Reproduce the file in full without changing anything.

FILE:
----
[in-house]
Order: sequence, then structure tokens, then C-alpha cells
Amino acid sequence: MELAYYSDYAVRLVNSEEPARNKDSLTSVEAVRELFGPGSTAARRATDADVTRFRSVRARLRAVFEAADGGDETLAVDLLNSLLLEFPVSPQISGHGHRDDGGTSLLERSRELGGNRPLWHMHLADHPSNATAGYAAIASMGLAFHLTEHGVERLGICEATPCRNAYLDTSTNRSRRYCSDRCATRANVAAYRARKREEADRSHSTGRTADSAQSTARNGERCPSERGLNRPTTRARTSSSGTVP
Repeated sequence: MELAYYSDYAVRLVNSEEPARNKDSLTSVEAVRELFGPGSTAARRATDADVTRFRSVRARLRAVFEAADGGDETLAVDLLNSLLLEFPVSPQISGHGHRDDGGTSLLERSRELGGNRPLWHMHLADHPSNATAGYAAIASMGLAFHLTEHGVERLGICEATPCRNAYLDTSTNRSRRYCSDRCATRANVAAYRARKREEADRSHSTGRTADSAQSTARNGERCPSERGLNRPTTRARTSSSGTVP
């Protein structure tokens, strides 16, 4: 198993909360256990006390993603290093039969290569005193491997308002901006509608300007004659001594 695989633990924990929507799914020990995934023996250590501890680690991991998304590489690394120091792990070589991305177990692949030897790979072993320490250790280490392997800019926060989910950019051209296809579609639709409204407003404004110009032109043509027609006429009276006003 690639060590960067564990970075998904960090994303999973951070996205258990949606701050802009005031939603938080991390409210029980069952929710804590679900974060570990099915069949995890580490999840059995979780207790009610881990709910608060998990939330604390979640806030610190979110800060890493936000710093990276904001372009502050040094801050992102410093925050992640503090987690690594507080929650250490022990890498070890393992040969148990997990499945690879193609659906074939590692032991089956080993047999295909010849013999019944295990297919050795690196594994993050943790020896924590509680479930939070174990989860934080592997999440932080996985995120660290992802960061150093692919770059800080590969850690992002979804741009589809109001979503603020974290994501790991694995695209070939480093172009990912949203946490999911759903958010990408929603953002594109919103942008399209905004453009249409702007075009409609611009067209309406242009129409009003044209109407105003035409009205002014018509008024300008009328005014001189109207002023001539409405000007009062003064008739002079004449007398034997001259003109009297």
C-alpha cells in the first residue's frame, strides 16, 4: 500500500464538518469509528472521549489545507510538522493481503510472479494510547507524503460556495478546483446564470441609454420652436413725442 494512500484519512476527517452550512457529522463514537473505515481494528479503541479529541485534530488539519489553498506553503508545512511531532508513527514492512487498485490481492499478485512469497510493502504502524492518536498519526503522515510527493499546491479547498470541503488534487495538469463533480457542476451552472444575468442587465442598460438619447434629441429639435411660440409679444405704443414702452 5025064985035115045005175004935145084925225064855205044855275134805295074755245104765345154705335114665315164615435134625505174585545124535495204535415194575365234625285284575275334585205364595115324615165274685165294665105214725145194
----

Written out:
[in-house]
Order: sequence, then structure tokens, then C-alpha cells
Amino acid sequence: MELAYYSDYAVRLVNSEEPARNKDSLTSVEAVRELFGPGSTAARRATDADVTRFRSVRARLRAVFEAADGGDETLAVDLLNSLLLEFPVSPQISGHGHRDDGGTSLLERSRELGGNRPLWHMHLADHPSNATAGYAAIASMGLAFHLTEHGVERLGICEATPCRNAYLDTSTNRSRRYCSDRCATRANVAAYRARKREEADRSHSTGRTADSAQSTARNGERCPSERGLNRPTTRARTSSSGTVP
Repeated sequence: MELAYYSDYAVRLVNSEEPARNKDSLTSVEAVRELFGPGSTAARRATDADVTRFRSVRARLRAVFEAADGGDETLAVDLLNSLLLEFPVSPQISGHGHRDDGGTSLLERSRELGGNRPLWHMHLADHPSNATAGYAAIASMGLAFHLTEHGVERLGICEATPCRNAYLDTSTNRSRRYCSDRCATRANVAAYRARKREEADRSHSTGRTADSAQSTARNGERCPSERGLNRPTTRARTSSSGTVP
């Protein structure tokens, strides 16, 4: 198993909360256990006390993603290093039969290569005193491997308002901006509608300007004659001594 695989633990924990929507799914020990995934023996250590501890680690991991998304590489690394120091792990070589991305177990692949030897790979072993320490250790280490392997800019926060989910950019051209296809579609639709409204407003404004110009032109043509027609006429009276006003 690639060590960067564990970075998904960090994303999973951070996205258990949606701050802009005031939603938080991390409210029980069952929710804590679900974060570990099915069949995890580490999840059995979780207790009610881990709910608060998990939330604390979640806030610190979110800060890493936000710093990276904001372009502050040094801050992102410093925050992640503090987690690594507080929650250490022990890498070890393992040969148990997990499945690879193609659906074939590692032991089956080993047999295909010849013999019944295990297919050795690196594994993050943790020896924590509680479930939070174990989860934080592997999440932080996985995120660290992802960061150093692919770059800080590969850690992002979804741009589809109001979503603020974290994501790991694995695209070939480093172009990912949203946490999911759903958010990408929603953002594109919103942008399209905004453009249409702007075009409609611009067209309406242009129409009003044209109407105003035409009205002014018509008024300008009328005014001189109207002023001539409405000007009062003064008739002079004449007398034997001259003109009297």
C-alpha cells in the first residue's frame, strides 16, 4: 500500500464538518469509528472521549489545507510538522493481503510472479494510547507524503460556495478546483446564470441609454420652436413725442 494512500484519512476527517452550512457529522463514537473505515481494528479503541479529541485534530488539519489553498506553503508545512511531532508513527514492512487498485490481492499478485512469497510493502504502524492518536498519526503522515510527493499546491479547498470541503488534487495538469463533480457542476451552472444575468442587465442598460438619447434629441429639435411660440409679444405704443414702452 5025064985035115045005175004935145084925225064855205044855275134805295074755245104765345154705335114665315164615435134625505174585545124535495204535415194575365234625285284575275334585205364595115324615165274685165294665105214725145194